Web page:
I Cherish the Earth – The [Un]Movement

Back on January 4th and 5th, I posted on a (well) managed planet. John Plodinec provided a thoughtful comment; worth reading! At that time I encouraged him to submit a fuller post. To my great joy, he’s obliged. Blogs should be colloquies, not just soliloquys…

John is the first person to take me up on my standing invitation to submit, not just as a commenter, but as a guest contributor. As for the rest of you…please consider following his lead! Share what’s on your mind.

Want to get to know John a bit better? You can find a bit of biographical material here. Now follows his thoughtful (and welcome) contribution, verbatim. Thank you, John!

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I Cherish the Earth – The [Un]Movement

In a recent comment, I said that “I could get a lot more enthusiastic about a cherished planet – but that would be yet another post.”  Bill suggested (challenged me?) that I write a post about this. So what might my “Cherish the Earth” [Un]Movement look like? 

Let me start with a quote from Carl Sagan:

“Our intelligence and our technology have given us the power to affect the climate. How will we use this power? Are we willing to tolerate ignorance and complacency in matters that affect the entire human family? Do we value short-term advantages above the welfare of the Earth? Or will we think on longer time scales, with concern for our children and our grandchildren, to understand and protect the complex life-support systems of our planet? The Earth is a tiny and fragile world. It needs to be cherished.”

Note that Sagan explicitly recognizes that we human beings are part of the Earth we should cherish.  He implicitly rejects the notion that the Earth is this “Great Other” that is separate from and befouled by humans.  In other words, he is enjoining us to understand and protect both Man and Nature.  It’s not “either-or,” it’s both, or, really, one:  an optimal balance between human and natural progress.  Let me use this as a good description of the [Un]Movement’s objective.

But right away, this puts us between a rock and a hard place:  Both Man and Unman are in such varying conditions across our world.  If we use measures such as the Human Development Index (one of my favorites) to look at human progress, we see the least developed – in terms of the HDI – countries are also the ones bedeviled by poverty, overpopulation, and – at least in their urban areas – deep damage to the environment.  In general, the most developed countries have low rates of population growth (except for the US, the population of almost every other developed country is actually shrinking), low levels of poverty, and are actively working to improve the health of their corner of the planet.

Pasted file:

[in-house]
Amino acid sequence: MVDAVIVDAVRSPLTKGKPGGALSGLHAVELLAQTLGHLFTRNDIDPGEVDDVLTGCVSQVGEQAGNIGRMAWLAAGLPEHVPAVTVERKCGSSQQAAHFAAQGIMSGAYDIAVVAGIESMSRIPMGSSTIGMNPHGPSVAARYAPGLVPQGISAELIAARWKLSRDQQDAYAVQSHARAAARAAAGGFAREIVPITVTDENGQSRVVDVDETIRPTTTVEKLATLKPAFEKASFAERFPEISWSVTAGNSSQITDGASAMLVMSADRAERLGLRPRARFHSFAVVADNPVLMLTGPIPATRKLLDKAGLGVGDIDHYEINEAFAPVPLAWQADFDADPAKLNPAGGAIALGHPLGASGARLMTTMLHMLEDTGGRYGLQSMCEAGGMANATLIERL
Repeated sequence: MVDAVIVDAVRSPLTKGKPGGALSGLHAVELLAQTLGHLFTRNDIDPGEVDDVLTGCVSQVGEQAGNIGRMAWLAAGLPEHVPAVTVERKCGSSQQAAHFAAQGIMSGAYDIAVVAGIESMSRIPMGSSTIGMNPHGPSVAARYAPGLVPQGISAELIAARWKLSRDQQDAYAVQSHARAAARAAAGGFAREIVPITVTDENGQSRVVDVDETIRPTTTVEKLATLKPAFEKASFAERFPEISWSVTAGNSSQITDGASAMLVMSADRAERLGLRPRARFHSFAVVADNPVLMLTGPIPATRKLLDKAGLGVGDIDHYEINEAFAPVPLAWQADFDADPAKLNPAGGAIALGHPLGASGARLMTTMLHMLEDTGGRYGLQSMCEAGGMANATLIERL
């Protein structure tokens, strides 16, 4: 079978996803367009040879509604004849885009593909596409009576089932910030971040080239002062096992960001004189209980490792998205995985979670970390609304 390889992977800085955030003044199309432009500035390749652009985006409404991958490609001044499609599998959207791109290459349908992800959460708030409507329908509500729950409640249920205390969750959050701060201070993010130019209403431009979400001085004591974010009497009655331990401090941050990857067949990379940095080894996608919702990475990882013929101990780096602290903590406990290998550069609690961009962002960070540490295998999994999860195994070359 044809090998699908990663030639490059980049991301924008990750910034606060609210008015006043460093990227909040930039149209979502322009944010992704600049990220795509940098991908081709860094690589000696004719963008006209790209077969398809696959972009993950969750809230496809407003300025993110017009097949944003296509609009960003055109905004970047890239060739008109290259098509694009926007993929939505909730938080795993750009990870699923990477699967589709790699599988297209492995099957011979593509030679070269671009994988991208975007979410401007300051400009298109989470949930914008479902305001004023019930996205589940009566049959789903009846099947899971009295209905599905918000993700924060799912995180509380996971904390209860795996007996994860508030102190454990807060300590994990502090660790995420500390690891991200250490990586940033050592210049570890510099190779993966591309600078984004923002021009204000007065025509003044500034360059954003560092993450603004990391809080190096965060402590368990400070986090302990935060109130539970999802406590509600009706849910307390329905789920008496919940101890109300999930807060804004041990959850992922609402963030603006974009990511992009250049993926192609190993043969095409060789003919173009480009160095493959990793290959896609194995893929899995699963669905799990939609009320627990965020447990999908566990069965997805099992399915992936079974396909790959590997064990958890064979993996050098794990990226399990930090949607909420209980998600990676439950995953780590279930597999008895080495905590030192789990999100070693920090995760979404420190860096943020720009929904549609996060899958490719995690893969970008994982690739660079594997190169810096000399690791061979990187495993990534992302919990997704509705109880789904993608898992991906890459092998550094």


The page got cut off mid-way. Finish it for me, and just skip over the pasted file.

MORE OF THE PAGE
The most interesting cases, though, are developing countries like India and China, transitioning from poverty.  In general, we see a slowdown in population growth, but wild excesses in the generation of pollution, followed by efforts to reduce their impact as the nation becomes richer.

And this is why I see “Cherish the Earth” as an [Un]Movement:  our forms of affection must vary to match our states of development.  In the developed countries, the balance between development of Man and Unman is farther toward redevelopment of Unman, and rightly so. We have the discretionary resources to go beyond simply meeting human needs to also ensure the health of the rest of our planet.  For us, this should be our way to cherish the earth.

However, in the poorer countries, the balance – again I believe rightly so – must be tilted more toward human development. If these countries can develop more flourishing economies, human history strongly suggests that population growth will slow and perhaps even stop.  Eventually, they too will have the discretionary resources to prevent or heal any damage done to the their corners of the earth.

Thus, the [Un]Movement:  each of us addressing our own greatest needs with whatever resources we can muster.  The one common factor we all should strive for, though, is this necessary balance, this optimum development of Man and Unman. It’s not “either-or,” but truly only one.

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One Response to I Cherish the Earth – The [Un]Movement

  1. Michael Cunningham says:

    Can’t argue with that. Like Sagan and John, it’s obvious to me that ” human beings are part of the Earth we should cherish,” something that seems not at all obvious to some declared environmentalists. I think that the adaptability and innovativeness of humans, our greatest resource, is often under-estimated by those who seek “sustainability” in a world where everything is changing, nothing is sustained. I’m delighted to see that John’s work is using this ingenuity to good effect in responding to natural, and other, threats to human well-being.

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